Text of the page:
June 23, 2013

Art Review: Environmentally tuned-in artists pay their respects to 'Silent Spring'

By DANIEL KANY

(Continued from page 1)

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“Light and Steam” by Nina Jerome.

Images courtesy of George Marshall Store Gallery

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“Joy of Spring” by Vanessa Nesvig

Additional Photos Below

ART REVIEW

"SILENT SPRING: THE ENDURING LEGACY"

ARTISTS: Judith Allen-Efstathiou, Susan Amons, Todd Bezold, George Burk, Kate Cheney Chappell, Nancy Davison, Tim Gaudreau, Tom Glover, Susan Groce, Tom Hibschman, Nina Jerome, MaJo Keleshian, John Arden Knight, Vanessa Nesvig, Donald Saaf, Jane El Simpson, Michael Walek, Julia Zanes and Dudley Zopp

WHERE: George Marshall Store Gallery, 140 Lindsay Road, York

WHEN: Through July 14

HOURS: 10 a.m. to 5 p.m. Tuesday to Saturday; 1 to 5 p.m. Sunday or by appointment

INFO: 351-1083; georgemarshallstoregallery.com

Zopp usually allows her materials to assert their inherent mineral logic, but here she gives us jaunty, pulsing black rocks on a white ground that seems to breed human presence like a virus. Her surface intercessions become more and more violent until they seem razor-slashed in the center painting. Zopp's aggressive edge appeals to me.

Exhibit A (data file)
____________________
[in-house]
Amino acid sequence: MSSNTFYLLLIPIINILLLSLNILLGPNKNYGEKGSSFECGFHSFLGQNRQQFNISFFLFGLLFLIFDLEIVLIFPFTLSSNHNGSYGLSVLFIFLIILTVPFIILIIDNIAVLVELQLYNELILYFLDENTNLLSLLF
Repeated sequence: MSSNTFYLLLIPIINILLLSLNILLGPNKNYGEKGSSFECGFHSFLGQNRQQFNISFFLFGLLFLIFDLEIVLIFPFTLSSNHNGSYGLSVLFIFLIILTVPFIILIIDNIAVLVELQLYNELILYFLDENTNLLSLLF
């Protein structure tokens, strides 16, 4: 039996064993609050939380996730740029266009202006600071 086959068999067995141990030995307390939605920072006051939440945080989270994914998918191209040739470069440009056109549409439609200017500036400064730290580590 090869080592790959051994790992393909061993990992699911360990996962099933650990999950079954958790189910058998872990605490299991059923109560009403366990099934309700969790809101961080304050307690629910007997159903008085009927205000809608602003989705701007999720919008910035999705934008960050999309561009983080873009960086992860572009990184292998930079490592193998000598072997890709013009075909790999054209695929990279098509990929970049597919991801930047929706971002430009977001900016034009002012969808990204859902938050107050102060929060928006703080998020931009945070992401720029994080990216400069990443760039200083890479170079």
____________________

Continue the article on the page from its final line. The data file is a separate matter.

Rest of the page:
Simpson's assemblage pictures are microscopic images writ large in paper, thread and bits of organic flora such as thorns or pine needles. They are elegantly minimal and beautifully presented.

The weirdest thing in the show -- by far -- is Tim Gaudreau's video documentation of a performance of what looks like a coven of bee-worshipping dancers. While the issue of bee deaths is genuinely important, this video made me want to text Hansel and Gretel to tell them to stay out of the orchard.

The most entertaining piece is Vanessa Nesvig's "Joy of Spring Desiring," a horizontal and fiddlehead-filled frieze of frogs performing nature's birds-and-bees ritual. Nesvig can paint (her tiny bee paintings are gems), and she clearly has a flair for jocular theatrics. Above an audience of his otherwise-engaged peers, an athletic bull frog revealingly leaps (think Baryshnikov) for his moth-y dinner. It's not just tongue-in-cheek, it's hilarious.

While the humor of Nesvig's froggie-went-a-courtin' painting is a welcome exception, appropriately, it is the exception to the serious theme of the show. Yet through what could be a tough subject, "Silent Spring" is appealingly elegant, respectful and dedicated. So, while it's smart, it is an easy show to enjoy.

"Silent Spring" may not be as handsome as other shows organized by Harding, but in some ways, it's even better.

Freelance writer Daniel Kany is an art historian who lives in Cumberland. He can be contacted at:

dankany@gmail.com

 

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Additional Photos

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“Geologics XI” by Dudley Zopp

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“Grid II” by Nancy Davison.

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“Two-Headed Blue Bird” by Julia Zanes.



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